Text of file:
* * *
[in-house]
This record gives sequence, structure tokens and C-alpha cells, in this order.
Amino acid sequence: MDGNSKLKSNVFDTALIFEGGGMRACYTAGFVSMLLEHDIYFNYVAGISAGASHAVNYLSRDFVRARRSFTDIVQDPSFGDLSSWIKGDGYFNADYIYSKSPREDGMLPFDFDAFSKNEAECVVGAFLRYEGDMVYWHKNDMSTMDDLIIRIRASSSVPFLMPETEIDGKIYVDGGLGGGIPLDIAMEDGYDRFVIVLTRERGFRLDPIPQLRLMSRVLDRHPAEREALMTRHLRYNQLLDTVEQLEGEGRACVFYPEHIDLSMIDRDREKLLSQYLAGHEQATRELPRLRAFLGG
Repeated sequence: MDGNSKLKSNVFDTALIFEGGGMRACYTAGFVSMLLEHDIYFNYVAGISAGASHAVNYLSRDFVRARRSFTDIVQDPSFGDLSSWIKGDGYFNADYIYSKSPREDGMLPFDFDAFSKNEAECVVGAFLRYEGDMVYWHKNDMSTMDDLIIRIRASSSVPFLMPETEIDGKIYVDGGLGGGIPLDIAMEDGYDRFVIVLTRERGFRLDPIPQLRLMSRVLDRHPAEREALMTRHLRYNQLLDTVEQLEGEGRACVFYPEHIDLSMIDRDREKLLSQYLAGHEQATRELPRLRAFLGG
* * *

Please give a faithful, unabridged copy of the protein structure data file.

[in-house]
This record gives sequence, structure tokens and C-alpha cells, in this order.
Amino acid sequence: MDGNSKLKSNVFDTALIFEGGGMRACYTAGFVSMLLEHDIYFNYVAGISAGASHAVNYLSRDFVRARRSFTDIVQDPSFGDLSSWIKGDGYFNADYIYSKSPREDGMLPFDFDAFSKNEAECVVGAFLRYEGDMVYWHKNDMSTMDDLIIRIRASSSVPFLMPETEIDGKIYVDGGLGGGIPLDIAMEDGYDRFVIVLTRERGFRLDPIPQLRLMSRVLDRHPAEREALMTRHLRYNQLLDTVEQLEGEGRACVFYPEHIDLSMIDRDREKLLSQYLAGHEQATRELPRLRAFLGG
Repeated sequence: MDGNSKLKSNVFDTALIFEGGGMRACYTAGFVSMLLEHDIYFNYVAGISAGASHAVNYLSRDFVRARRSFTDIVQDPSFGDLSSWIKGDGYFNADYIYSKSPREDGMLPFDFDAFSKNEAECVVGAFLRYEGDMVYWHKNDMSTMDDLIIRIRASSSVPFLMPETEIDGKIYVDGGLGGGIPLDIAMEDGYDRFVIVLTRERGFRLDPIPQLRLMSRVLDRHPAEREALMTRHLRYNQLLDTVEQLEGEGRACVFYPEHIDLSMIDRDREKLLSQYLAGHEQATRELPRLRAFLGG